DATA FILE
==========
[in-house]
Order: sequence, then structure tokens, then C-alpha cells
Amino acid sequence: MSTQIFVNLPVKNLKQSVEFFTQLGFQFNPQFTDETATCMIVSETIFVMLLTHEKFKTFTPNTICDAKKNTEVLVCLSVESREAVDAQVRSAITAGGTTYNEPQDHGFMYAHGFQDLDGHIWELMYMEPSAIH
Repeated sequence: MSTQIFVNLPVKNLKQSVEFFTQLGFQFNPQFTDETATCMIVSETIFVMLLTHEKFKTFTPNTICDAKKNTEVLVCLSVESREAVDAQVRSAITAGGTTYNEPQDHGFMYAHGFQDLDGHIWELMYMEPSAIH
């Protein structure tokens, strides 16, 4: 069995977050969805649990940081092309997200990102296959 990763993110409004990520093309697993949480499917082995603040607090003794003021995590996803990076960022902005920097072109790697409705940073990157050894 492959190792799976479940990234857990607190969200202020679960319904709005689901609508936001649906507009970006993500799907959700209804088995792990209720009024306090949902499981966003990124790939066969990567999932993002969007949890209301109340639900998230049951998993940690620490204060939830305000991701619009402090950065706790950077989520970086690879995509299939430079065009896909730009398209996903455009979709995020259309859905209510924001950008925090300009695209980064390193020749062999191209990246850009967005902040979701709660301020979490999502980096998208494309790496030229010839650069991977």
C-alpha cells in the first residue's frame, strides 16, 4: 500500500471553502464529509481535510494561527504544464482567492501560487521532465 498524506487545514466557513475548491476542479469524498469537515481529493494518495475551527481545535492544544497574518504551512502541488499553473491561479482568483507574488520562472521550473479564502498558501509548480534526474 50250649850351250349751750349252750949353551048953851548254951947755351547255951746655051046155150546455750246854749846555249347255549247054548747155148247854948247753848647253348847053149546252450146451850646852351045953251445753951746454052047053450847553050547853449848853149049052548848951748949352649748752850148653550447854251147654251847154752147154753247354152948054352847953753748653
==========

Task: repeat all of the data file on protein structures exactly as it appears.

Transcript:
[in-house]
Order: sequence, then structure tokens, then C-alpha cells
Amino acid sequence: MSTQIFVNLPVKNLKQSVEFFTQLGFQFNPQFTDETATCMIVSETIFVMLLTHEKFKTFTPNTICDAKKNTEVLVCLSVESREAVDAQVRSAITAGGTTYNEPQDHGFMYAHGFQDLDGHIWELMYMEPSAIH
Repeated sequence: MSTQIFVNLPVKNLKQSVEFFTQLGFQFNPQFTDETATCMIVSETIFVMLLTHEKFKTFTPNTICDAKKNTEVLVCLSVESREAVDAQVRSAITAGGTTYNEPQDHGFMYAHGFQDLDGHIWELMYMEPSAIH
């Protein structure tokens, strides 16, 4: 069995977050969805649990940081092309997200990102296959 990763993110409004990520093309697993949480499917082995603040607090003794003021995590996803990076960022902005920097072109790697409705940073990157050894 492959190792799976479940990234857990607190969200202020679960319904709005689901609508936001649906507009970006993500799907959700209804088995792990209720009024306090949902499981966003990124790939066969990567999932993002969007949890209301109340639900998230049951998993940690620490204060939830305000991701619009402090950065706790950077989520970086690879995509299939430079065009896909730009398209996903455009979709995020259309859905209510924001950008925090300009695209980064390193020749062999191209990246850009967005902040979701709660301020979490999502980096998208494309790496030229010839650069991977």
C-alpha cells in the first residue's frame, strides 16, 4: 500500500471553502464529509481535510494561527504544464482567492501560487521532465 498524506487545514466557513475548491476542479469524498469537515481529493494518495475551527481545535492544544497574518504551512502541488499553473491561479482568483507574488520562472521550473479564502498558501509548480534526474 50250649850351250349751750349252750949353551048953851548254951947755351547255951746655051046155150546455750246854749846555249347255549247054548747155148247854948247753848647253348847053149546252450146451850646852351045953251445753951746454052047053450847553050547853449848853149049052548848951748949352649748752850148653550447854251147654251847154752147154753247354152948054352847953753748653